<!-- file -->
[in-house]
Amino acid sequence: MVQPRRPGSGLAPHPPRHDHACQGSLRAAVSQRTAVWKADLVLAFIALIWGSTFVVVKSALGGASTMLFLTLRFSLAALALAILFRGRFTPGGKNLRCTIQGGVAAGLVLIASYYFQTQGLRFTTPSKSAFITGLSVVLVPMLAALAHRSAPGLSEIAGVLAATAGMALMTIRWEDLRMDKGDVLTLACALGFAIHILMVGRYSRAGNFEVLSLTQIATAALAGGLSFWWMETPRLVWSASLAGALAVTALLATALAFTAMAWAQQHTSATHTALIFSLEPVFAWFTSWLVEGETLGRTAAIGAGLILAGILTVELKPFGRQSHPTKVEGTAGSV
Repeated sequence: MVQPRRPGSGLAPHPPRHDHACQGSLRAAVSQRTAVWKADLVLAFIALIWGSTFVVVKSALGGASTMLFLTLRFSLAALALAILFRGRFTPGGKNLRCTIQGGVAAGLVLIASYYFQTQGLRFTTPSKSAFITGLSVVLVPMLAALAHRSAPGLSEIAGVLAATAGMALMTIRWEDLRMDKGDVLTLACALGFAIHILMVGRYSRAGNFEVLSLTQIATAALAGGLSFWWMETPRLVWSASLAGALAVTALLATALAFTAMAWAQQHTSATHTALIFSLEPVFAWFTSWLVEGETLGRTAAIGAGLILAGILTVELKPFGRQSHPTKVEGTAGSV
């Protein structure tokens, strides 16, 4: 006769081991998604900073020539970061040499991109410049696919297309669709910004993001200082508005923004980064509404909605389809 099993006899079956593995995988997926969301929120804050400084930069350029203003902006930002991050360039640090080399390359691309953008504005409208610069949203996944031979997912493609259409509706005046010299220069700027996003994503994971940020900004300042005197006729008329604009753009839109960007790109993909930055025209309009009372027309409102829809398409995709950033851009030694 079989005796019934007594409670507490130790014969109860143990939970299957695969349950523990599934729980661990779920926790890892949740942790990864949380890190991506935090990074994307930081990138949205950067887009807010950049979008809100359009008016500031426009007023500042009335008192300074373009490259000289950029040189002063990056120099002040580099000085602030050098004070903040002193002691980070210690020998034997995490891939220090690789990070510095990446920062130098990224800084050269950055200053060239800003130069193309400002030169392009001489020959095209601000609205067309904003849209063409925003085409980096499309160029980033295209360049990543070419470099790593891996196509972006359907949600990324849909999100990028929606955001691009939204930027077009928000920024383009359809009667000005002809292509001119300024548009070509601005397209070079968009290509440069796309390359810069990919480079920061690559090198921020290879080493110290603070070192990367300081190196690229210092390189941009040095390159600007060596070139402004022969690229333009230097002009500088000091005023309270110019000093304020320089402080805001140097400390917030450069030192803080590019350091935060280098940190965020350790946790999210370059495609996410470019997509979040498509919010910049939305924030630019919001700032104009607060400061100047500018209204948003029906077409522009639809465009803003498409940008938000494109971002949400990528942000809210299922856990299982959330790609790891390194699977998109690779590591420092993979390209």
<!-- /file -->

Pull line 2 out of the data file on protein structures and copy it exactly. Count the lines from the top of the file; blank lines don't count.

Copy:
Amino acid sequence: MVQPRRPGSGLAPHPPRHDHACQGSLRAAVSQRTAVWKADLVLAFIALIWGSTFVVVKSALGGASTMLFLTLRFSLAALALAILFRGRFTPGGKNLRCTIQGGVAAGLVLIASYYFQTQGLRFTTPSKSAFITGLSVVLVPMLAALAHRSAPGLSEIAGVLAATAGMALMTIRWEDLRMDKGDVLTLACALGFAIHILMVGRYSRAGNFEVLSLTQIATAALAGGLSFWWMETPRLVWSASLAGALAVTALLATALAFTAMAWAQQHTSATHTALIFSLEPVFAWFTSWLVEGETLGRTAAIGAGLILAGILTVELKPFGRQSHPTKVEGTAGSV